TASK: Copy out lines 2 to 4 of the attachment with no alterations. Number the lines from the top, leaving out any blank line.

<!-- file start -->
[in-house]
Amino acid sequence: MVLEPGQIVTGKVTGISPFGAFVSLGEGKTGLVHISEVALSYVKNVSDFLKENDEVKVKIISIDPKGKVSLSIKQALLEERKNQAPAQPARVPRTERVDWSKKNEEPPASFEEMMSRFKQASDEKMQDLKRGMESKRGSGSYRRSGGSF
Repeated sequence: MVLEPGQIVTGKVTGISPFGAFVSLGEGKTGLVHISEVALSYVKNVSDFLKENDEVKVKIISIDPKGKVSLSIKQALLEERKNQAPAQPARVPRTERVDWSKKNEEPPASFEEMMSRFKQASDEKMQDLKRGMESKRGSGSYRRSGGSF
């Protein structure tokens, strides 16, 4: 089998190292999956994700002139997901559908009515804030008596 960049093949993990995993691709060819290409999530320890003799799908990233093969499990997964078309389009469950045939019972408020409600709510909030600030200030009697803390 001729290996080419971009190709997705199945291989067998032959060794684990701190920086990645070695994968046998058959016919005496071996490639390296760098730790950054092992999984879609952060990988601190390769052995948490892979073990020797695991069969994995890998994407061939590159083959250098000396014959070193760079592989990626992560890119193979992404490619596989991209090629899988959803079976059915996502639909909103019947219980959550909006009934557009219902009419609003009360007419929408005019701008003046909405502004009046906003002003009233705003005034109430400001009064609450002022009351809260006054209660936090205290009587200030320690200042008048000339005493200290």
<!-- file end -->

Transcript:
Amino acid sequence: MVLEPGQIVTGKVTGISPFGAFVSLGEGKTGLVHISEVALSYVKNVSDFLKENDEVKVKIISIDPKGKVSLSIKQALLEERKNQAPAQPARVPRTERVDWSKKNEEPPASFEEMMSRFKQASDEKMQDLKRGMESKRGSGSYRRSGGSF
Repeated sequence: MVLEPGQIVTGKVTGISPFGAFVSLGEGKTGLVHISEVALSYVKNVSDFLKENDEVKVKIISIDPKGKVSLSIKQALLEERKNQAPAQPARVPRTERVDWSKKNEEPPASFEEMMSRFKQASDEKMQDLKRGMESKRGSGSYRRSGGSF
């Protein structure tokens, strides 16, 4: 089998190292999956994700002139997901559908009515804030008596 960049093949993990995993691709060819290409999530320890003799799908990233093969499990997964078309389009469950045939019972408020409600709510909030600030200030009697803390 001729290996080419971009190709997705199945291989067998032959060794684990701190920086990645070695994968046998058959016919005496071996490639390296760098730790950054092992999984879609952060990988601190390769052995948490892979073990020797695991069969994995890998994407061939590159083959250098000396014959070193760079592989990626992560890119193979992404490619596989991209090629899988959803079976059915996502639909909103019947219980959550909006009934557009219902009419609003009360007419929408005019701008003046909405502004009046906003002003009233705003005034109430400001009064609450002022009351809260006054209660936090205290009587200030320690200042008048000339005493200290």